## Answers to Appendix Review and Self Test Problems

21A.1 As we saw earlier, if the switch is made, an extra 100 units per period will be sold at a gross profit of \$175 — 130 = \$45 each. The total benefit is thus \$45 X 100 = \$4,500 per period. At 2.0 percent per period forever, the PV is \$4,500/.02 = \$225,000.

The cost of the switch is equal to this period's revenue of \$175 X 1,000 units = \$175,000 plus the cost of producing the extra 100 units, 100 X \$130 = \$13,000. The total cost is thus \$188,000, and the NPV is \$225,000 — 188,000 = \$37,000. The switch should be made.

For the accounts receivable approach, we interpret the \$188,000 cost as the investment in receivables. At 2.0 percent per period, the carrying cost is \$188,000 X .02 = \$3,760 per period. The benefit per period we calculated as \$4,500; so the net gain per period is \$4,500 — 3,760 = \$740. At 2.0 percent per period, the PV of this is \$740/.02 = \$37,000.

Finally, for the one-shot approach, if credit is not granted, the firm will generate (\$175 — 130) X 1,000 = \$45,000 this period. If credit is extended, the firm will invest \$130 X 1,100 = \$143,000 today and receive \$175 X 1,100 = \$192,500 in one period. The NPV of this second option is \$192,500/1.02 — 143,000 = \$45,725.49. The firm is \$45,725.49 — 45,000 = \$725.49 better off today and in each future period because of granting credit. The PV of this stream is \$725.49 + 725.49/.02 = \$37,000 (allowing for a rounding error).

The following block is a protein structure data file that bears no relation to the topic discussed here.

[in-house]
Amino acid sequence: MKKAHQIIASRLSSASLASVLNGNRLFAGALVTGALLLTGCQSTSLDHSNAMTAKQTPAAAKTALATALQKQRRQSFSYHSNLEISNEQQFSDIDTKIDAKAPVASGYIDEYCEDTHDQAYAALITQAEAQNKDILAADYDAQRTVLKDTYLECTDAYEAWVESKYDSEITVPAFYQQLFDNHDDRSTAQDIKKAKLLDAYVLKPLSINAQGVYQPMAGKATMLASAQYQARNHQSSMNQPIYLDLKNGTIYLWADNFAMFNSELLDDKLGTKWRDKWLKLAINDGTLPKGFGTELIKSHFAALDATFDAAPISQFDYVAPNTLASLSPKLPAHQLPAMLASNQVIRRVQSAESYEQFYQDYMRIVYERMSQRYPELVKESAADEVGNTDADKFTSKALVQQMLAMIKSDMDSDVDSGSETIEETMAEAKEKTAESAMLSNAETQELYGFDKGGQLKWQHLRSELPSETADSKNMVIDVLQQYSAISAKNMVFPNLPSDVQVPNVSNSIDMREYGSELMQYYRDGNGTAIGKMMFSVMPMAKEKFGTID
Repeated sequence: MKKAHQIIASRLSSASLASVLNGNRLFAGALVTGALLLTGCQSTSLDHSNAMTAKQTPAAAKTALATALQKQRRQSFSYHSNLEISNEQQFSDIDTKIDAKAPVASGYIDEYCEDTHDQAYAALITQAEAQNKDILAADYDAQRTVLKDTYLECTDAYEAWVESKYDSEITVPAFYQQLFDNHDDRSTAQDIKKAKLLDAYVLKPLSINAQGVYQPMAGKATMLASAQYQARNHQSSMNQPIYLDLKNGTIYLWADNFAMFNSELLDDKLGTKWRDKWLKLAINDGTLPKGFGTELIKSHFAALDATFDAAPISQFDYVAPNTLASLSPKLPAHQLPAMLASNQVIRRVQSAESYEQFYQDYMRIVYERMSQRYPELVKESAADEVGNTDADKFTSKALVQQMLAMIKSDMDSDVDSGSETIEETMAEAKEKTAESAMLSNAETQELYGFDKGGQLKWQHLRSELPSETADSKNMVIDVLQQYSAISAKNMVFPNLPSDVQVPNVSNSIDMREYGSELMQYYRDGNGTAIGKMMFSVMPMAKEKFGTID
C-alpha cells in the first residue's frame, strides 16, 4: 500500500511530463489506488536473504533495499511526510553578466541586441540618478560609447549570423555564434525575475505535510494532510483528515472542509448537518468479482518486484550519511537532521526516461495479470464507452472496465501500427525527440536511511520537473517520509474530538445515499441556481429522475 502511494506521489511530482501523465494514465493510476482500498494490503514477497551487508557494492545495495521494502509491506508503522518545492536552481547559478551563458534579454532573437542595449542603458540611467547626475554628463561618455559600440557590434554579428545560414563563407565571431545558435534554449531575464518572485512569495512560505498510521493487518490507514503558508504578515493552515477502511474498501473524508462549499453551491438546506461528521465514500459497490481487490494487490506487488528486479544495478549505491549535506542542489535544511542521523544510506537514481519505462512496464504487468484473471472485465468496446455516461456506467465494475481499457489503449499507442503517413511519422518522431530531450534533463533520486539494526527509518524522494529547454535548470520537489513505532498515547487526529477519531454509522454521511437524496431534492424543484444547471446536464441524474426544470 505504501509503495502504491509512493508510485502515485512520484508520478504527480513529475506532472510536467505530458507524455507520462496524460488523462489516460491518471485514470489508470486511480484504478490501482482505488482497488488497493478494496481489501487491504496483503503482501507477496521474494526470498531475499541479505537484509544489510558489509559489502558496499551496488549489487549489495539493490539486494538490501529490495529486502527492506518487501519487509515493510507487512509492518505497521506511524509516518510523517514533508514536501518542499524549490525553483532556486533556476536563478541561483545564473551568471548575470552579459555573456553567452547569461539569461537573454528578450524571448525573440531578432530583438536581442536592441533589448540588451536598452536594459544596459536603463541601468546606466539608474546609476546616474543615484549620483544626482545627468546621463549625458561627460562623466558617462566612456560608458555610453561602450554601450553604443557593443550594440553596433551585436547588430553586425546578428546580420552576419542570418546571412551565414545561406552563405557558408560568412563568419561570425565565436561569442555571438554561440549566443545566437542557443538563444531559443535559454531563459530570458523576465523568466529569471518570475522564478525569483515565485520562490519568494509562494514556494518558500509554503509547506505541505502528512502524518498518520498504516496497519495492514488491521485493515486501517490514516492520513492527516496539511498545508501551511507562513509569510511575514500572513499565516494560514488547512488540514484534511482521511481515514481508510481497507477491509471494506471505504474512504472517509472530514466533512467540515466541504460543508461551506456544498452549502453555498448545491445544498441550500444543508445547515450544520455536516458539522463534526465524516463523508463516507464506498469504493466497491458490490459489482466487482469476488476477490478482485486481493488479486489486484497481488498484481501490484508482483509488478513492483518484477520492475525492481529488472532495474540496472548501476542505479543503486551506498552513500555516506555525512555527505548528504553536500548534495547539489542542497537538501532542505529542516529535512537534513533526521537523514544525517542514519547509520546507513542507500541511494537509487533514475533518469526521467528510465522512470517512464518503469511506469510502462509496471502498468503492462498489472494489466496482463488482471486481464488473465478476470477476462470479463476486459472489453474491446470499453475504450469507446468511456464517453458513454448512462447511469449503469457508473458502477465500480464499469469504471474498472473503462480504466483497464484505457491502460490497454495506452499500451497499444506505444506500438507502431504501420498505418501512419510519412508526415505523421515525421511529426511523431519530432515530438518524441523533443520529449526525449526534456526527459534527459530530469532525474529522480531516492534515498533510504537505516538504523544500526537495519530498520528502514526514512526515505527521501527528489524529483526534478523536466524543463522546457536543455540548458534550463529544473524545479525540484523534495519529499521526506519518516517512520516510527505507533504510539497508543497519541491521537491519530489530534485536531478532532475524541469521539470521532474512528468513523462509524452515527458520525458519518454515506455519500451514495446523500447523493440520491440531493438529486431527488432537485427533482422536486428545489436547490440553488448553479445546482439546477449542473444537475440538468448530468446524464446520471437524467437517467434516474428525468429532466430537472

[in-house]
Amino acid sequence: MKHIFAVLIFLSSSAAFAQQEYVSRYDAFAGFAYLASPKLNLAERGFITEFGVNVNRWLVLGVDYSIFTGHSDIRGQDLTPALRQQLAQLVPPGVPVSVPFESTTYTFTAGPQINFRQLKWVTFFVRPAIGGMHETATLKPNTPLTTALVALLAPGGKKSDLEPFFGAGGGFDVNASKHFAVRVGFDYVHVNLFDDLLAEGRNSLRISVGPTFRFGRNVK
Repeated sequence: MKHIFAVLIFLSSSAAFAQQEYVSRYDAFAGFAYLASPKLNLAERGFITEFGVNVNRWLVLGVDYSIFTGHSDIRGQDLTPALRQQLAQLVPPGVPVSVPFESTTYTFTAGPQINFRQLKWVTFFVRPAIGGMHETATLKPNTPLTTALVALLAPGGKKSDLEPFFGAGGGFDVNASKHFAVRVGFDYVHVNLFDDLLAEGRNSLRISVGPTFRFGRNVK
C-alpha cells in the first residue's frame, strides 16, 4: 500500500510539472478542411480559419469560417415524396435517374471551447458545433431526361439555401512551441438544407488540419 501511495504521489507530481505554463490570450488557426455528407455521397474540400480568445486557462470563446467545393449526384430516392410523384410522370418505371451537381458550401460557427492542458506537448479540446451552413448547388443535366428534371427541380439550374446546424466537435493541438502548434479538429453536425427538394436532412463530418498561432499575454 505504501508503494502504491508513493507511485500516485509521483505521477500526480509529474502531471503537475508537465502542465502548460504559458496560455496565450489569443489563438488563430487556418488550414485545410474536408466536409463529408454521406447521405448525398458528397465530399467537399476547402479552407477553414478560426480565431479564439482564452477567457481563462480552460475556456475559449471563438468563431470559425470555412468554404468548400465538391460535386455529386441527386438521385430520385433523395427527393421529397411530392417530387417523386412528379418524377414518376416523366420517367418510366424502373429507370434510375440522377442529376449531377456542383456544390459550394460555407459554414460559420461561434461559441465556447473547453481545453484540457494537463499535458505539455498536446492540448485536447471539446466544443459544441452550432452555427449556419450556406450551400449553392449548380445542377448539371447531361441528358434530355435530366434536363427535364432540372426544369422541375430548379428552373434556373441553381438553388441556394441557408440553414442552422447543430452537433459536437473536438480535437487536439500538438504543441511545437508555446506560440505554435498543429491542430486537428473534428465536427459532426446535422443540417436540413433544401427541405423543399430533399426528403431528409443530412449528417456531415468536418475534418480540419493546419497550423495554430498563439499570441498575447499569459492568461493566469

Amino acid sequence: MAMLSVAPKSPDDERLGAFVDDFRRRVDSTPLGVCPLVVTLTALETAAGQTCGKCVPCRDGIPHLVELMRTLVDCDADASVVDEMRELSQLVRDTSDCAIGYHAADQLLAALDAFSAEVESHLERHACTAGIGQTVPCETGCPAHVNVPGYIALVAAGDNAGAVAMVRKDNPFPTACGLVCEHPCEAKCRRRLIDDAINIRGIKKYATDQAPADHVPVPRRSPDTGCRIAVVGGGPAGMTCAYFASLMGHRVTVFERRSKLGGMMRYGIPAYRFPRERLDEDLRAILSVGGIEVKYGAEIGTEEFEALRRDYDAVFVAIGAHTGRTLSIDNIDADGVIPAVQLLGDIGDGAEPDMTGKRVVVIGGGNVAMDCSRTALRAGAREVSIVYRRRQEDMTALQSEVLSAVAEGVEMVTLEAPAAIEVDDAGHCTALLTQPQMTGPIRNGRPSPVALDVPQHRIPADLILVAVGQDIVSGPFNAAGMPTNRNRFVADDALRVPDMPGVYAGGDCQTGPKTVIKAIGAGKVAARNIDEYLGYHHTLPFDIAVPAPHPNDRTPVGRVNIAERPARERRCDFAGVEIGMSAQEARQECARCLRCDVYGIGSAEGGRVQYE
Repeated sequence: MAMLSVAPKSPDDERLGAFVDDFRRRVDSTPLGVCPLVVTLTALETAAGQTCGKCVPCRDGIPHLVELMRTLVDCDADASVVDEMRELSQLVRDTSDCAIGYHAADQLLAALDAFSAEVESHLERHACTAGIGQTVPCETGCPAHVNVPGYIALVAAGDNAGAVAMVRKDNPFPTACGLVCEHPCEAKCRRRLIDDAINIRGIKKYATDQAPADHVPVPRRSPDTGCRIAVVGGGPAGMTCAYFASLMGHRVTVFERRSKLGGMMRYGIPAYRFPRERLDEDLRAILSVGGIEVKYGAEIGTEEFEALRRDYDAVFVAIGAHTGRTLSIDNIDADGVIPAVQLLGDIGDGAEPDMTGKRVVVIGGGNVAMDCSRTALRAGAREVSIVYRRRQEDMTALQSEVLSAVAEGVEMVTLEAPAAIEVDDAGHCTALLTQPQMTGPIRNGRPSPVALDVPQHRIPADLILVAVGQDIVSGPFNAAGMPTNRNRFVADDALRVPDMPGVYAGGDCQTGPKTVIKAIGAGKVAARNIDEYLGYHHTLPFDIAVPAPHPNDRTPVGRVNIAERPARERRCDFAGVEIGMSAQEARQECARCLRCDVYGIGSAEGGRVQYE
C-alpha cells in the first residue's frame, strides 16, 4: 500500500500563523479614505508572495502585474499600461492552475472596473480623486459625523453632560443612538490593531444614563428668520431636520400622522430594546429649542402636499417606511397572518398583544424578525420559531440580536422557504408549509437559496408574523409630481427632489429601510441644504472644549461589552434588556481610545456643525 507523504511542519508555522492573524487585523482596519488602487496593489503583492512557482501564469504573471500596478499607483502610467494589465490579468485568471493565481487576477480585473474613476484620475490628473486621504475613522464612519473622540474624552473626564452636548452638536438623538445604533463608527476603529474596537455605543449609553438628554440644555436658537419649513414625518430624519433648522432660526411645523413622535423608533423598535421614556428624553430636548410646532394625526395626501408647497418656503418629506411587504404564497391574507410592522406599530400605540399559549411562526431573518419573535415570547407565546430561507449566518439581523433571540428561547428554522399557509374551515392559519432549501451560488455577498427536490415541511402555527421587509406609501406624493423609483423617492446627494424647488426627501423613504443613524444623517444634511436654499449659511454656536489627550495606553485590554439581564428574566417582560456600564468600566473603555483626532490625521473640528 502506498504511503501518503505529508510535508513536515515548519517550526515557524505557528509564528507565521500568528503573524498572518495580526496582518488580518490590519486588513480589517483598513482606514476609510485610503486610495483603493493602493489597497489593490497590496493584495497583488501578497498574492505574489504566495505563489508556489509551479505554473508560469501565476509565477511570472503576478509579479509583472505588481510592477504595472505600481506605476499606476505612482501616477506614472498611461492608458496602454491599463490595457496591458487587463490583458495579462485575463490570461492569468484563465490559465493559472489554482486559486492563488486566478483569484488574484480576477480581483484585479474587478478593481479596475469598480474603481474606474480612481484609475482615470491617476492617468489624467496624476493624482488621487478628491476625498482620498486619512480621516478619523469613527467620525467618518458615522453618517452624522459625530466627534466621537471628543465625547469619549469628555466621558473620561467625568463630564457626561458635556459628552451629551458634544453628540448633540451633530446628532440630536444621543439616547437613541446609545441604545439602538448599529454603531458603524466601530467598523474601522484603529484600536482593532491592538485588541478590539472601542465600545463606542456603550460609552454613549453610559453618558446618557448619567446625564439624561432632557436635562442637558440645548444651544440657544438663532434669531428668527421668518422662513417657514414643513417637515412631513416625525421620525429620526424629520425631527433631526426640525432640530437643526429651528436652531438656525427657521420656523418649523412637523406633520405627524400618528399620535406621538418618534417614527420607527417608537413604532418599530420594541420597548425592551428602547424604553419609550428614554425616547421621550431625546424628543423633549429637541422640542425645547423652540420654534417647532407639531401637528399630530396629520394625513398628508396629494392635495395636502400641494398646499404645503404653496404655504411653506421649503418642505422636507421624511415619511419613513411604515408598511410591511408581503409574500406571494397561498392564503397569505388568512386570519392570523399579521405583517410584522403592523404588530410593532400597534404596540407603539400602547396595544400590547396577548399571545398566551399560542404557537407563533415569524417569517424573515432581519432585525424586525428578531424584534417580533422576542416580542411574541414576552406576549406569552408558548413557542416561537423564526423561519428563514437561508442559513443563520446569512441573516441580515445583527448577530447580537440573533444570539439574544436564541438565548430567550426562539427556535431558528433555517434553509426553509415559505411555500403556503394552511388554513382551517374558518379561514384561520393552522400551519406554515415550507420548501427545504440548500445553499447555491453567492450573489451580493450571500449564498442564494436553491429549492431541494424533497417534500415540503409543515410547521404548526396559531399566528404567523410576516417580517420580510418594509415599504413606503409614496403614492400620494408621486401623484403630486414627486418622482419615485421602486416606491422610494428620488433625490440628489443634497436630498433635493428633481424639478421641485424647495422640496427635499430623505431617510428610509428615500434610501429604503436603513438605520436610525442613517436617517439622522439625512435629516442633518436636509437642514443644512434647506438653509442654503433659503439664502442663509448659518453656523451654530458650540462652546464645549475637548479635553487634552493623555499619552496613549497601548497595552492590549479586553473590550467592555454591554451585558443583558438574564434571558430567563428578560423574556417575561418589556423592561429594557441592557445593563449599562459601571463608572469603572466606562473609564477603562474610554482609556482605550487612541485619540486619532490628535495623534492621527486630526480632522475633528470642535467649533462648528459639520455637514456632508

21A.2 The costs per period are the same whether or not credit is offered; so we can ignore the production costs. The firm currently has sales of, and collects, \$110 X 2,000 = \$220,000 per period. If credit is offered, sales will rise to \$120 X 2,000 = \$240,000.

Defaults will be 4 percent of sales, so the cash inflow under the new policy will be .96 X \$240,000 = \$230,400. This amounts to an extra \$10,400 every period. At 2 percent per period, the PV is \$10,400/.02 = \$520,000. If the switch is

Ross et al.: Fundamentals of Corporate Finance, Sixth Edition, Alternate Edition

VII. Short-Term Financial Planning and Management

21. Credit and Inventory Management

© The McGraw-Hill Companies, 2002

PART SEVEN Short-Term Financial Planning and Management made, De Long will give up this month's revenues of \$220,000; so the NPV of the switch is \$300,000. If only half of the customers take the credit, then the NPV is half as large: \$150,000. So, regardless of what percentage of customers take the credit, the NPV is positive. Thus, the change is a good idea.

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